“I’ve never seen an anchor manoeuvre under eight knots of speed,” says [Stefan Krüger, Professor for Shipping Security at TU Harburg]. He also considers it unlikely that the anchor could have dropped unnoticed due to a technical problem, based on his experience of ships of this size.

“When an anchor blows out of the winch, it will awaken half the ship. It makes a hell of a noise,” says Krüger, adding that in such cases the anchor chain usually breaks completely. “You don’t drag a fallen anchor across the seabed for kilometres.”

But this is exactly what the furrow found by divers points to … “If these accounts turn out to be accurate, the most plausible explanation would be that the captain knew exactly what he was doing,” Krüger says.

The Russian maritime journalist Mikhail Voytenko, on the other hand, argues that the damage was accidental, though his reasoning is far from convincing, and seems even to suggest the opposite scenario of a symbolic reprisal for Nord Stream:

Intentional sabotage is highly improbable, for just one sound reason – this NewNew Polar Bear ship is a darling of Russia and China, both shipping and media. She’s the first to launch a new direct China-Russia container service via the Northern Sea Route, hailed by national media as a breakthrough and a blow to Western attempts to blockade Russian sea trade. It’s just unthinkable, that of all ships, this one could be used for bombardment of pipeline with her anchors (that in itself being a rather stupid idea).

The captain of the NewNew Polar Bear docked his vessel at St. Petersburg on 8 October, hours after allegedly rupturing the Balticconnector. Then, as Finnish investigators scrambled to figure out what had happened to their pipeline, he steered his ship back through the Baltic.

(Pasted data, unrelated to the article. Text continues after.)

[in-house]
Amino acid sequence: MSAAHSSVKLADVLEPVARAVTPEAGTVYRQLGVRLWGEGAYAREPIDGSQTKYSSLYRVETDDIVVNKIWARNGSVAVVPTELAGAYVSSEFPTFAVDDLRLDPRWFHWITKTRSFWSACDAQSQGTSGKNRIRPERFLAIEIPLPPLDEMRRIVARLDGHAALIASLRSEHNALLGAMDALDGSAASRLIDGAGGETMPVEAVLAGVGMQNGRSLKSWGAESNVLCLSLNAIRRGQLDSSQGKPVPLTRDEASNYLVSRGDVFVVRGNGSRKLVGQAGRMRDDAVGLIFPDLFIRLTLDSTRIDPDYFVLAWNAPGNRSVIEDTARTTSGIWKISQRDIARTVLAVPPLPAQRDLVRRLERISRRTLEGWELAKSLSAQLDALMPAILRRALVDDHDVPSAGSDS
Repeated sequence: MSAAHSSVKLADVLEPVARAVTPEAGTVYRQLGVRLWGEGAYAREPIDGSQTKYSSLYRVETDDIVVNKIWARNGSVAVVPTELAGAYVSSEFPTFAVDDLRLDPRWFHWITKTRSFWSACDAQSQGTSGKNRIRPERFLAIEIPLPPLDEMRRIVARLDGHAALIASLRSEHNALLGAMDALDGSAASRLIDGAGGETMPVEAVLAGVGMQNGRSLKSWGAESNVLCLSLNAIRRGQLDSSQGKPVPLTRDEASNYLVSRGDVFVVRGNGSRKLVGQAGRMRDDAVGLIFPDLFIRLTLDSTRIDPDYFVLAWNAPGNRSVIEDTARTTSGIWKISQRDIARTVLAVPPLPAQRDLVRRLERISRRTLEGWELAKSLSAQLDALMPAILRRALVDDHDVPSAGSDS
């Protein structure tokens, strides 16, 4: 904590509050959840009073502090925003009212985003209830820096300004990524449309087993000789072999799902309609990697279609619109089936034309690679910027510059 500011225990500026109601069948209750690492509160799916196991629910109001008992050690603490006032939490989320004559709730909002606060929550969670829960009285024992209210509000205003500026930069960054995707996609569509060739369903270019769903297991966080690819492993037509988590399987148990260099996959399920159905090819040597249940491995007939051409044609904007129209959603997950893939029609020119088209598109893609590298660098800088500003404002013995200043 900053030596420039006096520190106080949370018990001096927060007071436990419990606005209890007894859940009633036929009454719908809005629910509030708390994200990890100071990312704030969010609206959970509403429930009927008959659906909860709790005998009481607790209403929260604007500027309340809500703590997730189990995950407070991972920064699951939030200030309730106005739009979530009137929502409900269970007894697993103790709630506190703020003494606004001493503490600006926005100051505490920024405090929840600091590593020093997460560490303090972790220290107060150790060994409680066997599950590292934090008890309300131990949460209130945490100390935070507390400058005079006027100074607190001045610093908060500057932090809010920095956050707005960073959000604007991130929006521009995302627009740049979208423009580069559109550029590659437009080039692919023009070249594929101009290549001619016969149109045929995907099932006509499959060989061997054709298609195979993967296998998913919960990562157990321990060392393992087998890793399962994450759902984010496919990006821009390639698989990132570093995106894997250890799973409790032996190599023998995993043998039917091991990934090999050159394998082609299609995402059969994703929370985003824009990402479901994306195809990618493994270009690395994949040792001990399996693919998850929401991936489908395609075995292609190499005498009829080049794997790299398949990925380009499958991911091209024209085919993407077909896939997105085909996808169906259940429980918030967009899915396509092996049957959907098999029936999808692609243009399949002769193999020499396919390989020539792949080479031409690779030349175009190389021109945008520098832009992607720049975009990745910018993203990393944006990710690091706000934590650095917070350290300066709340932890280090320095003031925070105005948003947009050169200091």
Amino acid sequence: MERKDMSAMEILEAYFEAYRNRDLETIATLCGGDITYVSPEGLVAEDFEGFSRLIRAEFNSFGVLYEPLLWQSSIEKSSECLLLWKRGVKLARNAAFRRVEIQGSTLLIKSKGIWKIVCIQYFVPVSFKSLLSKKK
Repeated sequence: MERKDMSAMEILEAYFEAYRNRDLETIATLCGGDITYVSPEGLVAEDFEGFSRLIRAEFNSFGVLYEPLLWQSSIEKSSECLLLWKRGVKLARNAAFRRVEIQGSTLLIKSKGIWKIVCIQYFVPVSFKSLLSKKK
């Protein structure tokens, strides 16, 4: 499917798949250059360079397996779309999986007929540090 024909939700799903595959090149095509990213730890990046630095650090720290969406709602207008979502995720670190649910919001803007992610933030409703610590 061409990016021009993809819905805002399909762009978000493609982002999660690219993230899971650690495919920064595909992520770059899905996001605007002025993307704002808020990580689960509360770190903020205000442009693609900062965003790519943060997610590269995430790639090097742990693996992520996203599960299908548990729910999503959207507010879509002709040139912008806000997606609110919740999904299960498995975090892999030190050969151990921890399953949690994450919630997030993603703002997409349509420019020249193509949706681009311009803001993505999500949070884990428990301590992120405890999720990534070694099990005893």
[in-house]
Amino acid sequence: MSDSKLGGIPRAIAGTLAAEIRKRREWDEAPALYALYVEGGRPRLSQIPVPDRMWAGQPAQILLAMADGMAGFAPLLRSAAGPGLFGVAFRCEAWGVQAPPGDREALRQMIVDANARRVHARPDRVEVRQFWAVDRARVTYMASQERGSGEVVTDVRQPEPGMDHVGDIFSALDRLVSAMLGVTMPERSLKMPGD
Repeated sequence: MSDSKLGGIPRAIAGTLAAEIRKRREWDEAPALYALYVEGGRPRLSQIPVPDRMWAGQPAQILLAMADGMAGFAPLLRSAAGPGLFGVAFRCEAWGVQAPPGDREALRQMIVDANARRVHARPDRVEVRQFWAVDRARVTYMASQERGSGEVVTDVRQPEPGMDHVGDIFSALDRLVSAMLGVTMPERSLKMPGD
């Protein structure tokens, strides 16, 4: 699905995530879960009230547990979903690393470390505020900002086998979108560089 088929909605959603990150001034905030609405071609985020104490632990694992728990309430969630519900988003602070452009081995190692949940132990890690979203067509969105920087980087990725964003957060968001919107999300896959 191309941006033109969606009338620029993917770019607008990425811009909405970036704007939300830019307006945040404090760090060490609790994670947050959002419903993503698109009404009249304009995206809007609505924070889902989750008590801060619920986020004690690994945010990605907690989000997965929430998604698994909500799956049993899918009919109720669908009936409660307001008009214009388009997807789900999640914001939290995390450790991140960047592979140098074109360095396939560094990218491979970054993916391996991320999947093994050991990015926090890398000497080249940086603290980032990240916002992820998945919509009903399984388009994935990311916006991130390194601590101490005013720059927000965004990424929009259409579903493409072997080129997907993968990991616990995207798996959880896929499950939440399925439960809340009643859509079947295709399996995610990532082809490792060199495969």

More from the Finnish press release:

…Lohi stated that Newnew Polar Bear was contacted several times, but they were not willing to cooperate.

The police had no competence to take any coercive measures against the vessel, since it sailed in the exclusive economic zone of Finland, which is out of the police competence in this respect, Lohi says.

While the Finns watched, the NewNew Polar Bear sailed north around the Scandinavian peninsula into the Russian waters of the White Sea, docking at the port of Arkhangelsk on 21 October. The next day, this press photo of the ship made the rounds, showing a pointedly missing starboard anchor:

If you look closely, you’ll notice another oddity, namely the collapsing port-side containers. Apparently, NewNew Polar Bear’s escape was not uneventful.

The ship’s owners have obtained permission from Russia to take the Northern Sea Route east into the Pacific, with assistance from a state-owned Russian ice-breaker. As the Barent Observer reports, a prior permission had listed the NewNew Polar Bear’s operator as Hainan Xin Xin Yang Shipping Co., but the current license reveals the vessel is now being run by Torgmoll, “a Russian-registered company with offices in Moscow and Shanghai.”

According to Torgmoll’s website, the company is specialising on logistics between China and Europe, and is keenly interested in developing Beijing’s Belt and Road Initiative. The company is represented with a member in the Russian-Chinese Business Forum, and is headed by Yelena V. Maksimova.

Judging from a Russian business registry, Maksimova is connected with Ke Jin, a representative of the NewNew Shipping Line in Russia.

Speaking at a conference in Moscow this summer, Ke Jin said that NewNew Shipping Line planned to put five ships to sea on a container route between ports in Russia and China in 2023 with transit through the Northern Sea Route (NSR).

One of these ships, Ke Jin said, would sail from Arkhangelsk to China. This would be the the NewNew Polar Bear. If this is a backhanded reprisal for Nord Stream, then we can say it was planned since at least last summer, months after Finland officially joined NATO on 4 April 2023.